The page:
Jaromir 13 November 2019 at 3:21 pm UTC
javasabrI use NVIDIA on linux many years, everything is good with games for me, I don't understand why AMD is better option.

I have also been using nvidia for years. And I can say that their drivers for deskop gpus are good, although the installation in some distros such as Clear Linux is much more complicated than with AMD cards. And another problem is that some nice windows managers (eg sway) do not work with the proprietary nvidia driver, but do work well with Intel and AMD. I can also talk about Wayland and how they have thwarted this project with their own tech that no one else wanted to use, and hundreds of other little things where nvdidia stands in the way of open source. But the biggest thing is their laptop drivers. It is no longer acceptable how bad the support of nvidia optimus has been for 10 years.

Other things that annoyed me a lot at nvidia are, for example, GPP and other unfair competitive methods. And how they had sold a 3.5 GB card as if they had 4 GB VRAM. And instead of admitting that they wanted to fool things, they said it was a miscommunication between their departments. As if the many engineers would not see that the GPU they had been working on for so long was suddenly in the store with different specifications. And quite a few legitimate Class Action Lawsuits and Patent Infringement Lawsuits, and recently they deliberately tried again to mislead investors with incorrect revenue statements.

I have long figured out that this will be my last nvidia card.
nate 14 November 2019 at 6:16 am UTC
Are there any totally free asset packs available anywhere for use in FOSS type projects? I've created some seamless textures for an upcoming project, but these are all lower quality images (256 by 256 pixels) that I've made from my own nature hike photos.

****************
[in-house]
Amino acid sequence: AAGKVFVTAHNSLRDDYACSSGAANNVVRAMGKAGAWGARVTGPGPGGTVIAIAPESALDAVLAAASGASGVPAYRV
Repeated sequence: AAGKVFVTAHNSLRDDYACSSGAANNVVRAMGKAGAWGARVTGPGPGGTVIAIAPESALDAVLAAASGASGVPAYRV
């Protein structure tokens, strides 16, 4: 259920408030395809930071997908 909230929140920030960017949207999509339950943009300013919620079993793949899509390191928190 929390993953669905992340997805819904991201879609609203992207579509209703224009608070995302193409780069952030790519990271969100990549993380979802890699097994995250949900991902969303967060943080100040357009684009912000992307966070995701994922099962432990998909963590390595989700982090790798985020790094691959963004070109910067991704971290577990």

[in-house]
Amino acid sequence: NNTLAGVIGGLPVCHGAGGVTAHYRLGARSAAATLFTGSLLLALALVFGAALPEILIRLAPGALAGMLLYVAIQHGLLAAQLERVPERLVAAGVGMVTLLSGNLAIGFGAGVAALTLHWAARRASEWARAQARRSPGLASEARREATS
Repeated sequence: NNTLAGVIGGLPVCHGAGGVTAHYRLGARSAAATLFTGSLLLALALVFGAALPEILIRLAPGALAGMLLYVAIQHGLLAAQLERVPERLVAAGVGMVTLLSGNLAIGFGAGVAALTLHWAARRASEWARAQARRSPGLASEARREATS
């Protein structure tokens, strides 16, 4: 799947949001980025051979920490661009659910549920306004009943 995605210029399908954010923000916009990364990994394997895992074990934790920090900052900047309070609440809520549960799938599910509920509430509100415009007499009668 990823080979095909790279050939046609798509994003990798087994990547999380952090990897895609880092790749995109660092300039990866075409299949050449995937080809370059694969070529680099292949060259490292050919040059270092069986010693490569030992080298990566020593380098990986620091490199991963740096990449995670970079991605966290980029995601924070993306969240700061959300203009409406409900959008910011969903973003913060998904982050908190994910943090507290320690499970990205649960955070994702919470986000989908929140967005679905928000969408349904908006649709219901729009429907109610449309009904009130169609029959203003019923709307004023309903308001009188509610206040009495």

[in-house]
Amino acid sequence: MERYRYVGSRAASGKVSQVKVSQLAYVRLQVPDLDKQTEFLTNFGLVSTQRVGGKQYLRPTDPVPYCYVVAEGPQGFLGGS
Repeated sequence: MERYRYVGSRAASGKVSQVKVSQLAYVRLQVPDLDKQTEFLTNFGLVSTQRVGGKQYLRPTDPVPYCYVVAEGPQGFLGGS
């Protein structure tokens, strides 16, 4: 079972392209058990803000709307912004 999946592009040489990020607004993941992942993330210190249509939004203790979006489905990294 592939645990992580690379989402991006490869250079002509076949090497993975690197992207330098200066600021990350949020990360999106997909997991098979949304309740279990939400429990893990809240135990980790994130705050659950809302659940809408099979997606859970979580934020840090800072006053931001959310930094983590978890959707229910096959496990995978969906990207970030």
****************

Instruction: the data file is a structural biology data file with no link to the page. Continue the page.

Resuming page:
chr 14 November 2019 at 2:10 pm UTC
nateAre there any totally free asset packs available anywhere for use in FOSS type projects? I've created some seamless textures for an upcoming project, but these are all lower quality images (256 by 256 pixels) that I've made from my own nature hike photos.

There might not be any 3D asset packs (yet), but one (or the(?)) place for libre game (and similar) assets is at OpenGameArt.


Last edited by chr on 14 November 2019 at 2:11 pm UTC
Power-Metal-Games 14 November 2019 at 4:10 pm UTC
Mohandevir
Power-Metal-GamesTo someone who uses UE4 every day these comments sound funny at best but completely out of reality. They should do this, should do that...

Please be more specific... Why would a better Vulkan implementation be out of reality? Vulkan is much larger than just Linux. Are you refering to other comments?

Speaking for myself, my main grudge with Epic is that exclusivity deal race that's just a race to the bottom, imo, targeted directly at Valve. They should use that money in better and more productive (positive) ways.